In the 21st century, many of us feel the pains of a society that is accelerating and fragmenting. Generally speaking, we are working longer weeks, sleeping shorter nights, and finding ourselves less connected with our loved ones and our neighbors around us. A recent Washington Post article summarizes our situation well:
"There is compelling evidence," [Joseph Cortright has said], "that the connective tissue that binds us together is coming apart."
The shared experiences and communal spaces where our lives intersect — even if just for a ride to a work, or a monthly PTA meeting — have grown seemingly more sparse. And all of this isolation means that the wealthy have little idea what the lives of the poor look like, that people who count on private resources shy away from spending on public ones, that misconceptions about groups unlike ourselves are broadly held. … We're receding from the public realm in ways that could undermine communities and the will that arises when people within them know and trust each other.
This fast culture that we experience is not a particularly new phenomenon. Indeed, it has taken shape gradually over the course of the modern era, with the rise of individualism in the early modern era, industrialization in the 18th and 19th centuries, automobility and the emergence of the interstate highway system in the 20th century, and the acceleration of digital technology in the latter half of the 20th and into the 21st century. All of these shifts (and probably others) have intersected to create our present experience of what sociologist George Ritzer has called "The McDonaldization of Society."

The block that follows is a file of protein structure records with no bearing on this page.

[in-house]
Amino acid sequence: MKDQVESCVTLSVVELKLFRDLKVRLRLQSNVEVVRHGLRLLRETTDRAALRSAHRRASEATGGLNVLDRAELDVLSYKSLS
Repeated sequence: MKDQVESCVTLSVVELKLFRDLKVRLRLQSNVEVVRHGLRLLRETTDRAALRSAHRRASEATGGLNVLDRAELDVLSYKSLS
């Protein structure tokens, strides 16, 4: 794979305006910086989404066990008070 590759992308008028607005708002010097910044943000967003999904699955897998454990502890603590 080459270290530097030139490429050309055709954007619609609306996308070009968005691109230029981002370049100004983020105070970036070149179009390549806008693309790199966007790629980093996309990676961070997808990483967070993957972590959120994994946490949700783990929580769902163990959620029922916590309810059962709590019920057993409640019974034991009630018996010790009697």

When John Pattison and I wrote our book Slow Church, we did so out of the conviction that the Christian tradition had theology and practices with the potential to form Christian communities that could offer a meaningful and compelling alternative to fast culture. As we have been working to promote the book, we have been reminded that other faith traditions (and even people of no particular faith) have practices that help them slow down and reconnect with those closest to them and with the places in which they live. Indeed, there has been an expanding number of Slow movements that have arisen over the last thirty years in the wake of the Slow Food movement: Slow Cities, Slow Art, Slow Reading, Slow Parenting, etc.We are interested in the ways in which faith convictions compel people to want to slow down, or conversely the ways in these slow movements resonate with our faith.
As an interfaith portal, Patheos is an ideal host for a broad conversation on faith and slow living, and I am grateful for the space they have created for this conversation.
What practices help you to slow down keep sane in an accelerating age, connecting you to family, friends, neighbors, place, and land? Or on the flip side, what things have you learned to take a break from, in order to maintain your health and sanity?